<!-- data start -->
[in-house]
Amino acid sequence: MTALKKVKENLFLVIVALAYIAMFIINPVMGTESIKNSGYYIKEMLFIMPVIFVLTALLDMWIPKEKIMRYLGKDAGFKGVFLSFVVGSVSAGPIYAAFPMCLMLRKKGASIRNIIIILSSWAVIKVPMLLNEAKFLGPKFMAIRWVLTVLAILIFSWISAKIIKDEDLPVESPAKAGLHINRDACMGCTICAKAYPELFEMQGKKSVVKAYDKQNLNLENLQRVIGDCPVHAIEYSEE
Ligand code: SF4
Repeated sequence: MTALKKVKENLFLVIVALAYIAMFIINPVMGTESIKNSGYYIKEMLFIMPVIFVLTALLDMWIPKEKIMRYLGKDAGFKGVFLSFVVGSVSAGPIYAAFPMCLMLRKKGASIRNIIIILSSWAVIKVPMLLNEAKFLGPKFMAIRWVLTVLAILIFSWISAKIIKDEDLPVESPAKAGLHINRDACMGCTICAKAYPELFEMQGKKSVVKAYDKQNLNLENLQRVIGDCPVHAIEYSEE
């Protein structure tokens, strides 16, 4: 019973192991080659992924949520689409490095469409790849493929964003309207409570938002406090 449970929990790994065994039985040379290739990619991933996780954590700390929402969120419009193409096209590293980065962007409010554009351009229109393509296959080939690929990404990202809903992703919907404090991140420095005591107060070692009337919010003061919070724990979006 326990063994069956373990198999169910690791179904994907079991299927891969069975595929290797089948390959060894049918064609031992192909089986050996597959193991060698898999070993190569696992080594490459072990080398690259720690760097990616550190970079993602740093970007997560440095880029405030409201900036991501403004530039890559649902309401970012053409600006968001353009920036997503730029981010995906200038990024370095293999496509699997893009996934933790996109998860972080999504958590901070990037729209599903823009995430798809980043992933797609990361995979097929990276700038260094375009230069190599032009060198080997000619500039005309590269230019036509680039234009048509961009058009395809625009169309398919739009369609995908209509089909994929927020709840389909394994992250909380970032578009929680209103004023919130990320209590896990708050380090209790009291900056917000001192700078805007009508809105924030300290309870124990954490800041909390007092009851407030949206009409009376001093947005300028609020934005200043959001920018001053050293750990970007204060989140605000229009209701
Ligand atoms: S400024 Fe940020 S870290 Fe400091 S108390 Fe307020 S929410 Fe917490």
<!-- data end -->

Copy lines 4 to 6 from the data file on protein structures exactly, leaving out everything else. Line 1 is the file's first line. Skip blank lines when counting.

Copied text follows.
Repeated sequence: MTALKKVKENLFLVIVALAYIAMFIINPVMGTESIKNSGYYIKEMLFIMPVIFVLTALLDMWIPKEKIMRYLGKDAGFKGVFLSFVVGSVSAGPIYAAFPMCLMLRKKGASIRNIIIILSSWAVIKVPMLLNEAKFLGPKFMAIRWVLTVLAILIFSWISAKIIKDEDLPVESPAKAGLHINRDACMGCTICAKAYPELFEMQGKKSVVKAYDKQNLNLENLQRVIGDCPVHAIEYSEE
């Protein structure tokens, strides 16, 4: 019973192991080659992924949520689409490095469409790849493929964003309207409570938002406090 449970929990790994065994039985040379290739990619991933996780954590700390929402969120419009193409096209590293980065962007409010554009351009229109393509296959080939690929990404990202809903992703919907404090991140420095005591107060070692009337919010003061919070724990979006 326990063994069956373990198999169910690791179904994907079991299927891969069975595929290797089948390959060894049918064609031992192909089986050996597959193991060698898999070993190569696992080594490459072990080398690259720690760097990616550190970079993602740093970007997560440095880029405030409201900036991501403004530039890559649902309401970012053409600006968001353009920036997503730029981010995906200038990024370095293999496509699997893009996934933790996109998860972080999504958590901070990037729209599903823009995430798809980043992933797609990361995979097929990276700038260094375009230069190599032009060198080997000619500039005309590269230019036509680039234009048509961009058009395809625009169309398919739009369609995908209509089909994929927020709840389909394994992250909380970032578009929680209103004023919130990320209590896990708050380090209790009291900056917000001192700078805007009508809105924030300290309870124990954490800041909390007092009851407030949206009409009376001093947005300028609020934005200043959001920018001053050293750990970007204060989140605000229009209701
Ligand atoms: S400024 Fe940020 S870290 Fe400091 S108390 Fe307020 S929410 Fe917490």